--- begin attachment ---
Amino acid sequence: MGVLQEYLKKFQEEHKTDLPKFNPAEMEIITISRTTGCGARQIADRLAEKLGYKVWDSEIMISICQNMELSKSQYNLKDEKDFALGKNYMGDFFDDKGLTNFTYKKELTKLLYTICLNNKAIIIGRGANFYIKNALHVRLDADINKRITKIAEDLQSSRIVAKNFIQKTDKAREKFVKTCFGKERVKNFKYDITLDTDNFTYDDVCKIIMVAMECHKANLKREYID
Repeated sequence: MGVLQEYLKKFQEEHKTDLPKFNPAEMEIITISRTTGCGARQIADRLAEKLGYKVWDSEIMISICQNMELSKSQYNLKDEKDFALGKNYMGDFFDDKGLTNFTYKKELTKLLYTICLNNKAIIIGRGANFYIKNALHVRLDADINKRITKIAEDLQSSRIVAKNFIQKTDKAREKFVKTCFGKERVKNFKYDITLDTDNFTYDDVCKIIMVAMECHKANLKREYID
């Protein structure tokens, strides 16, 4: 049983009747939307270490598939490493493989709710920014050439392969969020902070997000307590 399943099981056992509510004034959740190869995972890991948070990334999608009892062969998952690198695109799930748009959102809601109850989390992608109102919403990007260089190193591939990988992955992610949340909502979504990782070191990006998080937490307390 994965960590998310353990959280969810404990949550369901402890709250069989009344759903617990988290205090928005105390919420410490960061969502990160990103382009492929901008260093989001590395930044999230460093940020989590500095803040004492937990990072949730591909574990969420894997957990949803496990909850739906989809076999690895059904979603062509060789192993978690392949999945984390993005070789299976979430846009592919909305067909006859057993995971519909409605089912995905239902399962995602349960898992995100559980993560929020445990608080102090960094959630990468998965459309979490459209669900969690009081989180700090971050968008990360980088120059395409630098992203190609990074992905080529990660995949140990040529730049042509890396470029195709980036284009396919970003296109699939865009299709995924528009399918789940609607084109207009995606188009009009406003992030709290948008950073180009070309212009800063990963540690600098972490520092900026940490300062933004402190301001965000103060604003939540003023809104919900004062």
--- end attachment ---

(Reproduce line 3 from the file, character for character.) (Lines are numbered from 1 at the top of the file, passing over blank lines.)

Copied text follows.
């Protein structure tokens, strides 16, 4: 049983009747939307270490598939490493493989709710920014050439392969969020902070997000307590 399943099981056992509510004034959740190869995972890991948070990334999608009892062969998952690198695109799930748009959102809601109850989390992608109102919403990007260089190193591939990988992955992610949340909502979504990782070191990006998080937490307390 994965960590998310353990959280969810404990949550369901402890709250069989009344759903617990988290205090928005105390919420410490960061969502990160990103382009492929901008260093989001590395930044999230460093940020989590500095803040004492937990990072949730591909574990969420894997957990949803496990909850739906989809076999690895059904979603062509060789192993978690392949999945984390993005070789299976979430846009592919909305067909006859057993995971519909409605089912995905239902399962995602349960898992995100559980993560929020445990608080102090960094959630990468998965459309979490459209669900969690009081989180700090971050968008990360980088120059395409630098992203190609990074992905080529990660995949140990040529730049042509890396470029195709980036284009396919970003296109699939865009299709995924528009399918789940609607084109207009995606188009009009406003992030709290948008950073180009070309212009800063990963540690600098972490520092900026940490300062933004402190301001965000103060604003939540003023809104919900004062």